Thought by some to be oldest fermented drink in the world, beer has long been a staple of social gatherings through the ages. And just like those who enjoy it, every beer is unique, from lagers and ales to dark beers and more. For those wishing to expand their foamy horizons, the abundance of options can seem intimidating. With this in mind, I recently paid a visit to the Ale House for a guided beer tasting.
The night started off with a trio of lagers: Sapporo, Jever and Belle Gueule. All three had the expected crisp taste and thirst-quenching traits found in lagers, but there was still a splash of variety between the three. The Japanaese Sapporo was very crisp, if a little bland, like a Molson Canadian with less bite. Jever, a German staple, had an earthy, floral smell with a kick of hops in the taste. Quebec’s Belle Gueule, on the other hand, sat between the other two with a balanced taste and lingering sweetness.
From lagers we moved into more flavorful beers. Starting off the next chapter was a Belle Gueule Rousse Red Ale. This was a nice change from the lagers with a fuller taste, containing notes of caramel and roasted coffee, making for a very smooth taste. Next was Oranje Weisse (Dutch for “Orange White”), a crisp and refreshing white beer. This is definitely a beer for the summer months with a fruity and refreshing taste; it was almost like a Radler, but without that overbearing sweetness.
As we drained our glasses of Oranje Weisse, our waiter returned, this time with a pair of India Pale Ales (IPA): Imperial IPA and Phillips Hop Circle. IPAs can be a bit of an acquired taste, and both of these beers came on strong in the hops department with a very bitter taste. Of the two I preferred the smoother Imperial, but both were too bitter for some.
Back to Quebec, our next beer was Coup de Grisou. This beer, made with buckwheat, had a unique taste with a mix of spices and fruit flavors present. Following the spicy Coup de Grisou was Red Racer Pumpkin Spice ale. As expected, this beer was delicious, with the typical pumpkin spice flavor, as well as a hint of actual pumpkin. Though it currently feels out of season, I can definitely see myself picking a bottle up come October.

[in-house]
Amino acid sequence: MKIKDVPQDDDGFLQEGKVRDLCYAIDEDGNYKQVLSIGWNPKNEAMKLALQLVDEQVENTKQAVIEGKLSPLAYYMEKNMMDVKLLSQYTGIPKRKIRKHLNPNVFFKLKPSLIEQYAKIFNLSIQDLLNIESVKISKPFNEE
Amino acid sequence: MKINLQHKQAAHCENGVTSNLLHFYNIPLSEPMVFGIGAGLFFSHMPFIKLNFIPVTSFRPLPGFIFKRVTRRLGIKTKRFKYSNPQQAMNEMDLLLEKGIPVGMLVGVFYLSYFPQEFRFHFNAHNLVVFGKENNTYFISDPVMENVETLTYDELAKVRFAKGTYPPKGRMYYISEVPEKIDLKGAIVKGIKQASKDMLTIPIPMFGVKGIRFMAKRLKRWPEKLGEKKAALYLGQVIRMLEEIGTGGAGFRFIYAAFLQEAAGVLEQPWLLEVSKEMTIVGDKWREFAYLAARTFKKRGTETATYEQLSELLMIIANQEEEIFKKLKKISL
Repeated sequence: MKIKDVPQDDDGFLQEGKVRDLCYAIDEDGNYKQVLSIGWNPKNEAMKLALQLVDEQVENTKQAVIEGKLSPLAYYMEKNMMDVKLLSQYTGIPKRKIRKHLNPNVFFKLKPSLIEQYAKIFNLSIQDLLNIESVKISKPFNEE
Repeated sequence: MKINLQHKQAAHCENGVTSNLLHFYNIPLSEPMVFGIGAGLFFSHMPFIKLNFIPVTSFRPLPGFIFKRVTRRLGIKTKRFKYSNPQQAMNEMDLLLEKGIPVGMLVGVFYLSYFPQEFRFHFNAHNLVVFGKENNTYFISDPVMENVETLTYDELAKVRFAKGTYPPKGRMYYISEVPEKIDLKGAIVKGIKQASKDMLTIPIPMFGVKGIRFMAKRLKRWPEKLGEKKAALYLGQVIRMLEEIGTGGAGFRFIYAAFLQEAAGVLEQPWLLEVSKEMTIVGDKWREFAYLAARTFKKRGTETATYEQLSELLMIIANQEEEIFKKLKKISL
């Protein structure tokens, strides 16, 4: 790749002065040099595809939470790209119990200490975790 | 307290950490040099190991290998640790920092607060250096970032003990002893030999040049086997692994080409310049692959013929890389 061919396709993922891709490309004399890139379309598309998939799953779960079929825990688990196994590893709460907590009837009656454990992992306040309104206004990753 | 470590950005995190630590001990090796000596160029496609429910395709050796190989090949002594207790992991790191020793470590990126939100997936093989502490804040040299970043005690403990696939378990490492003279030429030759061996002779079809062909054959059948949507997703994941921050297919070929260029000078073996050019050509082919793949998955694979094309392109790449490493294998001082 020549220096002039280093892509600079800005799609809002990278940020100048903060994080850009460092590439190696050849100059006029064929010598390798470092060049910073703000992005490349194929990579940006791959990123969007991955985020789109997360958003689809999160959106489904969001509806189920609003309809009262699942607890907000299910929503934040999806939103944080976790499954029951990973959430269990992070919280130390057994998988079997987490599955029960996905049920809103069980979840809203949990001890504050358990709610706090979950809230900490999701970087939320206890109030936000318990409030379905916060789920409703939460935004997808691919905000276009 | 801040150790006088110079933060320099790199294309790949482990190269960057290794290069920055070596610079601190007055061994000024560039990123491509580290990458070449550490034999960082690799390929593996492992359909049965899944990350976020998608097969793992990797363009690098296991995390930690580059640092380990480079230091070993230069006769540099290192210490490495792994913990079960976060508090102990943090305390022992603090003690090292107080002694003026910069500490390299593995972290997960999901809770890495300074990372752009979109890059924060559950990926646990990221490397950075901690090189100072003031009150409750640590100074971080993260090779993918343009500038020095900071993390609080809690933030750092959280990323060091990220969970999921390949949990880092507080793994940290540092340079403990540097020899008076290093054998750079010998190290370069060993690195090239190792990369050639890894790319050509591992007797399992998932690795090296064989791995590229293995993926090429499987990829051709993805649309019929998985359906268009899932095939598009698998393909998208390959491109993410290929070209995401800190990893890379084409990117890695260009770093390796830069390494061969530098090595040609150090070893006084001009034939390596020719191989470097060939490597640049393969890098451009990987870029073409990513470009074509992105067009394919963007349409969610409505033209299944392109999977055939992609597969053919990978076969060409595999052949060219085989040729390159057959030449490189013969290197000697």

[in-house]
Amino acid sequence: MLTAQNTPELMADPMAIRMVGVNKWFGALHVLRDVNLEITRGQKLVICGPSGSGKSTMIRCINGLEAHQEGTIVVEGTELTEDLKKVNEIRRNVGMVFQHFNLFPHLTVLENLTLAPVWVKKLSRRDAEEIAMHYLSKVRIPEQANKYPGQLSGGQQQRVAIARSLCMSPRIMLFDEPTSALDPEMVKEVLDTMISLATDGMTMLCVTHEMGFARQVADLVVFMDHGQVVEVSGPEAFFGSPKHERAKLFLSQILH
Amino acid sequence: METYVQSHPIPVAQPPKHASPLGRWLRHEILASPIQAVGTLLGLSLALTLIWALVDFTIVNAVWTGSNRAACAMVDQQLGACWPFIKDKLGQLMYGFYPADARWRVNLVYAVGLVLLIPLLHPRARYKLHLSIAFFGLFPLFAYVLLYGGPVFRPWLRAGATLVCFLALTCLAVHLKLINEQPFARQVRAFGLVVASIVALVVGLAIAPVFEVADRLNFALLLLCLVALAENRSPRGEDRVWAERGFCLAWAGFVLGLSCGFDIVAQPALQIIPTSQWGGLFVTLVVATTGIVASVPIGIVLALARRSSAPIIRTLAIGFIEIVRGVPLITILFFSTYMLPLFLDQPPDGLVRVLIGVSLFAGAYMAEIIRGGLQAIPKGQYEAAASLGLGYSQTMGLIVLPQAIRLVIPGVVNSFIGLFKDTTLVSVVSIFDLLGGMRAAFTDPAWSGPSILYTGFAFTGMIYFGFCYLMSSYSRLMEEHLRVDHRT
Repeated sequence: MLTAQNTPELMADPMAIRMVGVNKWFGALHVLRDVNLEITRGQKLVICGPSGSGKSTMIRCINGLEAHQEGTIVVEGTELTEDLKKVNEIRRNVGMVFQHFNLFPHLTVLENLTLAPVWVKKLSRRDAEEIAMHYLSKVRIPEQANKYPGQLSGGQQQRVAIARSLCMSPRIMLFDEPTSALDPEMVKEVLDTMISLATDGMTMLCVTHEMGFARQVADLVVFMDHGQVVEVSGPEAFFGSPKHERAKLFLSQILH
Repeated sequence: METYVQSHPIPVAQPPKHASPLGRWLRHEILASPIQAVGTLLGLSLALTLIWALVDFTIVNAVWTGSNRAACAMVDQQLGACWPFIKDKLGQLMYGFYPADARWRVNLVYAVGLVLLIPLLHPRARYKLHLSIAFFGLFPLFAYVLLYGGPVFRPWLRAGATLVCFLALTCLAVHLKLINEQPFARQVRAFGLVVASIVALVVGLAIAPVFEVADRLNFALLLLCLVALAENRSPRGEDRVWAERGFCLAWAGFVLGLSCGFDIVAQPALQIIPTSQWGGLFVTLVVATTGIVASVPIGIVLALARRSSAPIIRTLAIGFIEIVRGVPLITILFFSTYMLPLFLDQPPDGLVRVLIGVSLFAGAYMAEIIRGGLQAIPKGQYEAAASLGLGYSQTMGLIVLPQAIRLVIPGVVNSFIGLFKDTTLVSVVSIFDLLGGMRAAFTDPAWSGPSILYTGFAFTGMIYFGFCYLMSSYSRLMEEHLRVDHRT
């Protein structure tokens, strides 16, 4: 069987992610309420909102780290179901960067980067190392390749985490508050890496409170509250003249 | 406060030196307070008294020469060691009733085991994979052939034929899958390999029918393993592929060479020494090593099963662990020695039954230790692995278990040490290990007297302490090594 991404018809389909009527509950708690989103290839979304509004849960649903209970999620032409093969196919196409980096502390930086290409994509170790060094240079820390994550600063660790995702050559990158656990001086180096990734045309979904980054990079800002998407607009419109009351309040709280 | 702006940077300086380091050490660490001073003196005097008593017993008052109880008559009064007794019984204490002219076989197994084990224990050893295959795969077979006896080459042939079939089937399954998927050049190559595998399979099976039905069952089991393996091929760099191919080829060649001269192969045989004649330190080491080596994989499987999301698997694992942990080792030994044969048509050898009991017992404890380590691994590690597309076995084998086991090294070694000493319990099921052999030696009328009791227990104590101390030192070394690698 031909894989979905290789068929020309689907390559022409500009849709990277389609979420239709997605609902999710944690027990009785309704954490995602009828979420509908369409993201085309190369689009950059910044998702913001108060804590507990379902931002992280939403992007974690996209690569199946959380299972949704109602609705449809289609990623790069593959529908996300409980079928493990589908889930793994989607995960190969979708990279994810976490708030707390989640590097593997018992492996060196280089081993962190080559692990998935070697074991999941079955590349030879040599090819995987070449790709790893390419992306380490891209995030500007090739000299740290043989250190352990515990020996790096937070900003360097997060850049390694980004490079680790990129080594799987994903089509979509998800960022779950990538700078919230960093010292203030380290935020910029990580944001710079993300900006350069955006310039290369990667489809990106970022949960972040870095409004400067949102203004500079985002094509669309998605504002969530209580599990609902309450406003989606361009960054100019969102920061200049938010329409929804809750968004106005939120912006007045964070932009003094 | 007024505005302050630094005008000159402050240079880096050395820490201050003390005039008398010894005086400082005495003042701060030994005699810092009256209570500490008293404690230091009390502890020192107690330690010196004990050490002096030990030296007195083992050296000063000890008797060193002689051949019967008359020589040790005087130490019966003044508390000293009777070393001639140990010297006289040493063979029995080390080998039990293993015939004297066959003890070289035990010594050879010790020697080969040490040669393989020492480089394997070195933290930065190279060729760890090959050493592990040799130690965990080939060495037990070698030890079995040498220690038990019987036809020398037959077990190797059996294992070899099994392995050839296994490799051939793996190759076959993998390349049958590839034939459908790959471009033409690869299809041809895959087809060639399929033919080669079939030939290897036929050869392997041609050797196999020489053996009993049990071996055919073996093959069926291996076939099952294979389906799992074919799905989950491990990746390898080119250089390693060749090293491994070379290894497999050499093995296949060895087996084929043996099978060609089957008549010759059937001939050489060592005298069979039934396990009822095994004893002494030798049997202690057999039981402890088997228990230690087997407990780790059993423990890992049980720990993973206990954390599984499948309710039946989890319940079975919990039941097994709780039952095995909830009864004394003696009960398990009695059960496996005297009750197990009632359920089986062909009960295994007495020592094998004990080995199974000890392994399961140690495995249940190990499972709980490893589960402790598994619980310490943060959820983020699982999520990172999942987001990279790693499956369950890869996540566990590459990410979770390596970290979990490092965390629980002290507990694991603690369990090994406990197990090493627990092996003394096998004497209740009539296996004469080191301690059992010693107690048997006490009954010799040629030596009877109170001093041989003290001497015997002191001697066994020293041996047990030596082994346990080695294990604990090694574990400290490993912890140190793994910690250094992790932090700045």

Our next beer was ominously named Fin du Monde. Brewed in Quebec, this beer was gold and creamy with a tall foamy head and enough taste to mask the strong nine per cent alcohol content. The beer was one of my favorites of the night with a smooth, creamy taste, and though it’s a bit pricy on its own, it’s more than just a beer to get drunk on.
Finishing off the tasting was a pair of very flavorful “dessert” beers: Younga Double Chocolate Stout and Fruili Strawberry. The Younga tasted like fresh roasted coffee and dark chocolate, with a dark color, while the Fruili was light and fruity, similar to wine. Both beers were stellar, and though I’m not sure I’d want more than one or two of each, they’re definitely worth a taste.
So whether you’re a fan of beer or not, a tasting is a great way to learn more about one of the world’s most popular beverages, and if a full tasting isn’t your style, I’d still suggest picking up a few of the beers mentioned here on your own. You never know, you might just leave with a new favorite.
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